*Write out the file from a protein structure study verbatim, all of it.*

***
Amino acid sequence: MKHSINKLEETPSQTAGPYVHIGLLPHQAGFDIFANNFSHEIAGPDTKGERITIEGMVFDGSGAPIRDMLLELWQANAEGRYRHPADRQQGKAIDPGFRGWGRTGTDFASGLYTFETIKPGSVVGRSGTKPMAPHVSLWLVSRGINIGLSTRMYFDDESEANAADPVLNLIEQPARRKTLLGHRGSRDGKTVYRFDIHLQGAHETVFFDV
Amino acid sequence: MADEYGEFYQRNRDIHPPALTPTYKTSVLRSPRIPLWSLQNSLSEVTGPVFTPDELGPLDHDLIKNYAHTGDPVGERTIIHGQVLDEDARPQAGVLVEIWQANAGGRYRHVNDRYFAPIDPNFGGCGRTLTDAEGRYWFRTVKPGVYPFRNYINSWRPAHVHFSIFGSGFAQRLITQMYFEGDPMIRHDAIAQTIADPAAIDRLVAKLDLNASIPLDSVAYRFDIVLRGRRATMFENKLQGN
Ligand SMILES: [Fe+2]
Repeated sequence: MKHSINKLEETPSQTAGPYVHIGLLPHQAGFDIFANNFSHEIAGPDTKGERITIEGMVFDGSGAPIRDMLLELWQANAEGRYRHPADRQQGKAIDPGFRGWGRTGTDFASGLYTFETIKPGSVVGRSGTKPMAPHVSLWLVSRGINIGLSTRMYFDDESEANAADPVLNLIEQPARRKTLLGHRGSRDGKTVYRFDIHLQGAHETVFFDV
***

Amino acid sequence: MKHSINKLEETPSQTAGPYVHIGLLPHQAGFDIFANNFSHEIAGPDTKGERITIEGMVFDGSGAPIRDMLLELWQANAEGRYRHPADRQQGKAIDPGFRGWGRTGTDFASGLYTFETIKPGSVVGRSGTKPMAPHVSLWLVSRGINIGLSTRMYFDDESEANAADPVLNLIEQPARRKTLLGHRGSRDGKTVYRFDIHLQGAHETVFFDV
Amino acid sequence: MADEYGEFYQRNRDIHPPALTPTYKTSVLRSPRIPLWSLQNSLSEVTGPVFTPDELGPLDHDLIKNYAHTGDPVGERTIIHGQVLDEDARPQAGVLVEIWQANAGGRYRHVNDRYFAPIDPNFGGCGRTLTDAEGRYWFRTVKPGVYPFRNYINSWRPAHVHFSIFGSGFAQRLITQMYFEGDPMIRHDAIAQTIADPAAIDRLVAKLDLNASIPLDSVAYRFDIVLRGRRATMFENKLQGN
Ligand SMILES: [Fe+2]
Repeated sequence: MKHSINKLEETPSQTAGPYVHIGLLPHQAGFDIFANNFSHEIAGPDTKGERITIEGMVFDGSGAPIRDMLLELWQANAEGRYRHPADRQQGKAIDPGFRGWGRTGTDFASGLYTFETIKPGSVVGRSGTKPMAPHVSLWLVSRGINIGLSTRMYFDDESEANAADPVLNLIEQPARRKTLLGHRGSRDGKTVYRFDIHLQGAHETVFFDV